- Mark Hurd, CEO of Oracle,died on Friday.
- The 62 – year-old chief executive had been on medical leave from the company since September.
- Before joining Oracle, Hurd was the chairman, CEO, and president at Hewlett-Packard. He resigned in 2010 amid allegations of sexual harassment surfaced against him. He was widely credited with the company’s dominance in computing hardware during his tenure.
- Hurd began his career at NCR Corp., where he worked for 25 years and eventually rose to occupy the CEO chair.
- Here’s a look back at the life and career of Mark Hurd.
- Visit Business Insider’s homepage for more stories.
Mark Hurd, one of Oracle’s two CEOs,died on Friday at age 62.
Hurd led the database giant with Safra Catz since 2014, though he had announced a medical leave of absence in September. He and Catz had been hired by then-CEO Larry Ellison as copresidents of Oracle in 2010, before taking over as joint CEOs when Ellison stepped aside.
Read More:Oracle employees and tech workers mourn CEO Mark Hurd, who died at the age of 62
Hurd spent most of his career at NCR Corp., an enterprise technology company specializing in point-of-sale systems and ATM machines. After 25 years, Hurd had risen to the chief executive role before moving over to run computing giant Hewlett-Packard. He was widely credited with making HP into the dominant player in hardware computing during his tenure, a trait that Ellison highly valued when deciding to recruit Hurd to Oracle in 2010.
At Oracle, he was known for spearheading its push into the cloud, playing a major role in its growth.
Here’s a look at the life and career of Mark Hurd:
Mark Hurd was born on January 1 , 1957, in Manhattan, New York.
He attended Archbishop Curley-Notre Dame High School, in Miami, Florida. He graduated in 1975.
Source:Archdiocese of Miami
He attended Baylor University in Waco, Texas, on a tennis scholarship (where he later had a tennis center named after him). He graduated with a degree in business administration in 1979.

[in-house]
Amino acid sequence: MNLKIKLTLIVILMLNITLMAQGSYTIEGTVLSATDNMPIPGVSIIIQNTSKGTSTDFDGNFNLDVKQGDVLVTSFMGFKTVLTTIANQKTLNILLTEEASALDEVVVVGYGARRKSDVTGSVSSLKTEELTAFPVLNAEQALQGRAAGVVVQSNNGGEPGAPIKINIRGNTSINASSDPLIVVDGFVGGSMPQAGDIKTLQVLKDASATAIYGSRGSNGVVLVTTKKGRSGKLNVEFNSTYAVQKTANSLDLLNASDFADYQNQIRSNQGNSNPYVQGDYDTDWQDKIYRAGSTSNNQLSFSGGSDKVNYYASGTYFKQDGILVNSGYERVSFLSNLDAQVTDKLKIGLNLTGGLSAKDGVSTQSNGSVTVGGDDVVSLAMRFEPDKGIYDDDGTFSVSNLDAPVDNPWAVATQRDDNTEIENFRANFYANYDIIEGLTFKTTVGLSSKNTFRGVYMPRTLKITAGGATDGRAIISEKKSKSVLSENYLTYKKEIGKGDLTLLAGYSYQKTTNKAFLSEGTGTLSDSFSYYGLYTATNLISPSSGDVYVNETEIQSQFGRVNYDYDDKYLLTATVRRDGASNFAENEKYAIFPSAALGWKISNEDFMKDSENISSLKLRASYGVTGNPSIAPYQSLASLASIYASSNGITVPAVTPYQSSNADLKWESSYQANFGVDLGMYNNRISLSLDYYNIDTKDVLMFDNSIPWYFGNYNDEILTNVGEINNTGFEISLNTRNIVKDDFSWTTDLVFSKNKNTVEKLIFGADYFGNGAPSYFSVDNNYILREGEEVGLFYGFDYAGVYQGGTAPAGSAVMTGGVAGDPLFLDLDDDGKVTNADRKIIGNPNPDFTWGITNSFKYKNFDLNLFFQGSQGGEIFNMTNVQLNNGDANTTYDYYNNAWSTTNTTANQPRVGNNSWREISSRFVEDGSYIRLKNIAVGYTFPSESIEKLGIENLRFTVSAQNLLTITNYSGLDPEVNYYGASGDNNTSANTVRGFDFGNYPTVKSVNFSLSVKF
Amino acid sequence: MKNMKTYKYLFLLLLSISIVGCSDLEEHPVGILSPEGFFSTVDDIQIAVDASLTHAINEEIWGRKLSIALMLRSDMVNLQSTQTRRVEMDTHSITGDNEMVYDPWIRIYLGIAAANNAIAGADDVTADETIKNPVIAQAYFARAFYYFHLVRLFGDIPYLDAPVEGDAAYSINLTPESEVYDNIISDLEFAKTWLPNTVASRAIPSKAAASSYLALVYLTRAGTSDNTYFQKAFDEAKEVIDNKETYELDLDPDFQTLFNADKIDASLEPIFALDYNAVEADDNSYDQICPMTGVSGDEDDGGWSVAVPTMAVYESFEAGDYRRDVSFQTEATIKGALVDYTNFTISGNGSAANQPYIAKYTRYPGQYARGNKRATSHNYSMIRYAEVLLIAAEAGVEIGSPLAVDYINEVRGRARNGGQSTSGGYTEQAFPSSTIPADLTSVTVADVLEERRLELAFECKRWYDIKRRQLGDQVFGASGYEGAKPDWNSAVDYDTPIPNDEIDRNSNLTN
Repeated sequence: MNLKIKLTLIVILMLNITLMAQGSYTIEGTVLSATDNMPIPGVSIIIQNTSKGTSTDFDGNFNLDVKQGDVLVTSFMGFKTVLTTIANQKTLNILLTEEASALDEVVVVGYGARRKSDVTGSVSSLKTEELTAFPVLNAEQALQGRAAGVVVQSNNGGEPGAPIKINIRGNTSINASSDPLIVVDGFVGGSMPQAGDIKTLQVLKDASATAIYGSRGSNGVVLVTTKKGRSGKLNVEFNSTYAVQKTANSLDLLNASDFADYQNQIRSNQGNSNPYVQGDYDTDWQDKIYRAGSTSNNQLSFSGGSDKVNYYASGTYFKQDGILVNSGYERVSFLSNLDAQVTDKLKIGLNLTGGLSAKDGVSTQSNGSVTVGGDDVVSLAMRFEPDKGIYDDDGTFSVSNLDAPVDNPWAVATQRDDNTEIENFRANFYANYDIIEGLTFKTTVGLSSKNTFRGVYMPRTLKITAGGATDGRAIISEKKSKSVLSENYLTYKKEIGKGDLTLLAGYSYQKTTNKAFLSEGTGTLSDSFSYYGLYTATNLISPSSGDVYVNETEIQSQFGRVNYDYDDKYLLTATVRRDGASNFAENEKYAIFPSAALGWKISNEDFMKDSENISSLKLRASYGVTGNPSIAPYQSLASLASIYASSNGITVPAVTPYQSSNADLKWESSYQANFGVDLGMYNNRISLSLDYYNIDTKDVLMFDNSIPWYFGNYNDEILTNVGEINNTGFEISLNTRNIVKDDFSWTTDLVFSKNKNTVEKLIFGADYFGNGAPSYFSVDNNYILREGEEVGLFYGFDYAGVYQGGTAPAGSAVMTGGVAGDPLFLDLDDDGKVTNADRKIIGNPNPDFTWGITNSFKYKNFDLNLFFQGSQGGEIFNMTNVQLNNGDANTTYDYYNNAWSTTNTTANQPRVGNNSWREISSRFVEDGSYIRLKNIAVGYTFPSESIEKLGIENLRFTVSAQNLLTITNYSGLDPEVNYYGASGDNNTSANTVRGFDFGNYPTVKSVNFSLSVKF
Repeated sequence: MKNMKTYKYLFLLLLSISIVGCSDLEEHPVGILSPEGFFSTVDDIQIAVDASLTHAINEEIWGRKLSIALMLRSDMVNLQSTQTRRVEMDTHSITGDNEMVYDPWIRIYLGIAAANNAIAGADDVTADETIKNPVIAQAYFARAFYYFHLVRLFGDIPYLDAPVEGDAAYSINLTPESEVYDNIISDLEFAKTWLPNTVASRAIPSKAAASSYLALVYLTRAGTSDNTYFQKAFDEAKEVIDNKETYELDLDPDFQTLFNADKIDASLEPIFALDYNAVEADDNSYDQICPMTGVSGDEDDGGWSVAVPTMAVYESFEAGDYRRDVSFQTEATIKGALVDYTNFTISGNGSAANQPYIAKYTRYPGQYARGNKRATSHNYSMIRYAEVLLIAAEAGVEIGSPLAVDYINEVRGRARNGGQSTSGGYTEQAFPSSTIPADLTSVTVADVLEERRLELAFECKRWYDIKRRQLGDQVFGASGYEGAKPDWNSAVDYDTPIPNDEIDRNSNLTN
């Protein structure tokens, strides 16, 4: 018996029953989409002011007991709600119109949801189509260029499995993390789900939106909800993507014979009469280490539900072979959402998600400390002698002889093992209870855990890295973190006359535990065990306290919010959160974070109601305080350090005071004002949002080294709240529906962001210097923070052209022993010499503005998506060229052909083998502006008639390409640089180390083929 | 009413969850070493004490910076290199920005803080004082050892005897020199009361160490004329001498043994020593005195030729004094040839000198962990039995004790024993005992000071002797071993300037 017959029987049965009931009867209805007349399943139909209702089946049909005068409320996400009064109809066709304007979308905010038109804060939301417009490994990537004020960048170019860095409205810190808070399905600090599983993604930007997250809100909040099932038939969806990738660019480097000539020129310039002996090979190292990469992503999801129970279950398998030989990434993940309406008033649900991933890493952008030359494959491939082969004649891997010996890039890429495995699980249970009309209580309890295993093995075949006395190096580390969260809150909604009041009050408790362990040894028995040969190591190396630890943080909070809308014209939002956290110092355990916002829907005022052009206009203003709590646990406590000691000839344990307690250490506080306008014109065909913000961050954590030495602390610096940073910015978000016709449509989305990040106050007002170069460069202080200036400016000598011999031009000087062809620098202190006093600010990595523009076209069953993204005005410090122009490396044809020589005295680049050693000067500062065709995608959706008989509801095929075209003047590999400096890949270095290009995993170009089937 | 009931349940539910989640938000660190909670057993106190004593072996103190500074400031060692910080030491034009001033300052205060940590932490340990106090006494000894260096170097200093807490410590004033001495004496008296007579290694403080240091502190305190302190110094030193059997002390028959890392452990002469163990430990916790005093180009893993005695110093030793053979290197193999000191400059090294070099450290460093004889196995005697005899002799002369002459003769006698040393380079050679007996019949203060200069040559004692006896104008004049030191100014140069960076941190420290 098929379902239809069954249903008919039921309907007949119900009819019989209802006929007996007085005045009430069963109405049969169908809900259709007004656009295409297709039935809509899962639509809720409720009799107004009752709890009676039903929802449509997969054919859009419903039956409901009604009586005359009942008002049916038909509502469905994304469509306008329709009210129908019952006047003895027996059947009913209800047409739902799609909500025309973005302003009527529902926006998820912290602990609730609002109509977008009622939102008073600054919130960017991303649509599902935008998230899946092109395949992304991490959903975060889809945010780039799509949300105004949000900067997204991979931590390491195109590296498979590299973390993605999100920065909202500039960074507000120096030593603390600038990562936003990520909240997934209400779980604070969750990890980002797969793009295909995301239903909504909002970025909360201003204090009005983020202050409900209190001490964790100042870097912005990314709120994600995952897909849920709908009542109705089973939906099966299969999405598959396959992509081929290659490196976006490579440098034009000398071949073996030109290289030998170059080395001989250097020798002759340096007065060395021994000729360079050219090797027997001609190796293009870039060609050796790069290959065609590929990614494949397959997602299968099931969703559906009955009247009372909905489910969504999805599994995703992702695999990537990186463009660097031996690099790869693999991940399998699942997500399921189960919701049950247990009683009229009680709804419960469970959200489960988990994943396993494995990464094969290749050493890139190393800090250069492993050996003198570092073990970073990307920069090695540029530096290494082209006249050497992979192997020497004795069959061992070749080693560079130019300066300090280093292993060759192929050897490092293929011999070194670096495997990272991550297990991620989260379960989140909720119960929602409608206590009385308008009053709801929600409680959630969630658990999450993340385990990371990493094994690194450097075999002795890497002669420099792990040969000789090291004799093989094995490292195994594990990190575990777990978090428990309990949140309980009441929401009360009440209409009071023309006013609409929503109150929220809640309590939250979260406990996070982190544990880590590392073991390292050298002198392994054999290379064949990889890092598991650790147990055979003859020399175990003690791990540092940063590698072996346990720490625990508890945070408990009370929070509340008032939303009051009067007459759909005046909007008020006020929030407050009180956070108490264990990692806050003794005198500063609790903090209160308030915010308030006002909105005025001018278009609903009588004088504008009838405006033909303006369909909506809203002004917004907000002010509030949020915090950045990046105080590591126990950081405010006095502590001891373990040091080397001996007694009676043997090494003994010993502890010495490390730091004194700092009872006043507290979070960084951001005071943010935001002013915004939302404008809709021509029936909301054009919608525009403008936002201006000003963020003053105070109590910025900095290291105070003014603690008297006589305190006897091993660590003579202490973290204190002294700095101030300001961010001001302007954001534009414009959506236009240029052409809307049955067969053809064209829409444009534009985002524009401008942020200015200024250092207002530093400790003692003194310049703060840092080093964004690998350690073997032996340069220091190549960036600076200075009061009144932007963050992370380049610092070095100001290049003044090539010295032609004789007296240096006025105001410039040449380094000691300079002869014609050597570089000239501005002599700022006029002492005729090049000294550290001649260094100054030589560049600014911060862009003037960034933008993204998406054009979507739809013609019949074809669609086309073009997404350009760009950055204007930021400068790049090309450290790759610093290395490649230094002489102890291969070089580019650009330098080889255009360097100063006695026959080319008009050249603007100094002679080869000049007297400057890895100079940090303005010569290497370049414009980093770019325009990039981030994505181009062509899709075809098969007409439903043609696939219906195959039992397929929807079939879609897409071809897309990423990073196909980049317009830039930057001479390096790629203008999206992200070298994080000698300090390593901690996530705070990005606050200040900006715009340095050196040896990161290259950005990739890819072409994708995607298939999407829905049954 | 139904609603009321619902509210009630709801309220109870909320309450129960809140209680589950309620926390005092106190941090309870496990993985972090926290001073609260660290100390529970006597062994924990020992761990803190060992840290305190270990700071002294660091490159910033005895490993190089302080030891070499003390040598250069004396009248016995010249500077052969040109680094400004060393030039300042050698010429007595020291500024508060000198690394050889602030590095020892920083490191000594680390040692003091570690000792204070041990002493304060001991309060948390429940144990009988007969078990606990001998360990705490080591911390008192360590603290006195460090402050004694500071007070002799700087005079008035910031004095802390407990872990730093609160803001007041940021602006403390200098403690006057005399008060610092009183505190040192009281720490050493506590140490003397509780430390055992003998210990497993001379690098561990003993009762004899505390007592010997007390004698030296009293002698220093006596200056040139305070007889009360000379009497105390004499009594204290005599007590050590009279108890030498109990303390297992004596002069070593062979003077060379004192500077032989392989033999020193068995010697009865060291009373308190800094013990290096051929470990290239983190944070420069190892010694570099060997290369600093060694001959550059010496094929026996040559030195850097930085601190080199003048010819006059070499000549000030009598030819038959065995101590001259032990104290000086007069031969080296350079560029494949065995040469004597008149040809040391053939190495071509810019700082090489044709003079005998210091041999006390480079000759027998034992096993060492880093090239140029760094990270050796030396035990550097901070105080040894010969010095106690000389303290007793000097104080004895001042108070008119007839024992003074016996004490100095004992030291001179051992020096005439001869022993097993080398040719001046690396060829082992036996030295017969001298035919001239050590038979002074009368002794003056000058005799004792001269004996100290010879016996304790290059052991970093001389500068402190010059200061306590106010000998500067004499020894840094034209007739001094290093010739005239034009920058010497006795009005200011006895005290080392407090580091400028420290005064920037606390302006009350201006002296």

Source:San Francisco Chronicle
After graduation, Hurd became a junior salesman at NCR Corp. in San Antonio, Texas. The company specialized in point-of-sale systems and ATMs.
Hurd worked for NCR for 25 years in a variety of roles, including management, operations, sales, and marketing.
By 2001, he was named president of NCR. In 2002, he was named chief operating officer of the organization.
But perhaps his biggest role was overseeing the company’s Teradata data-warehousing division, which NCR acquired in 1999. The tech-centric role would be key for Hurd’s move into enterprise computing after his tenure at NCR.
He eventually landed the CEO job in 2003, where he remained until 2005.
After leaving NCR, Hurd joined computing giant Hewlett-Packard as CEO following Carly Fiorina’s ouster in 2005.
Hurd was one of HP’s first CEOs to also hold the title of president, but he was not appointed as chairman of the board of directors until 2006.
Hurd is widely credited with growing HP into the computing powerhouse it became through sales of personal computers, laptops, and home printers. Over five years, including the 2008 recession, Hurd had overseen consistent revenue gains that some attributed to his aggressive cost-cutting strategies.
During his tenure, Hurd was named one of Fortune’s Most Powerful People in Business, San Francisco Chronicle’s CEO of the Year, and one of Forbes’ “top gun” CEOs.
Sources: (Fortune) , (San Francisco Chronicle) ,Forbes
Hurd eventually resigned from HP in August 2010 after a contractor accused him of sexual harassment. Although an investigation did not find Hurd to be in violation of HP’s code of conduct, it did find irregularities in his expense reports.
Source:Wall Street Journal
One month later, Hurd joined Oracle as president with Safra Catz, with the two taking over for Charles Phillips. Hurd also joined Oracle’s board of directors.
Hurd and Catz were appointed joint CEOs in 2014 by then-CEO Larry Ellison, who had announced he was stepping down and taking the role of chief technology officer.
Under Hurd and Catz, Oracle revamped its sales structure and began the process of moving the business to focus on cloud computing – an area where it’s historically been outstripped by rivals including Amazon and Microsoft.
Hurd announced that he was taking a medical leave of absence in September, making Catz the sole CEO at Oracle.
On Friday, October 18, the company announced that Hurd had died at 62. He’s survived by his wife, Paula, and two daughters.
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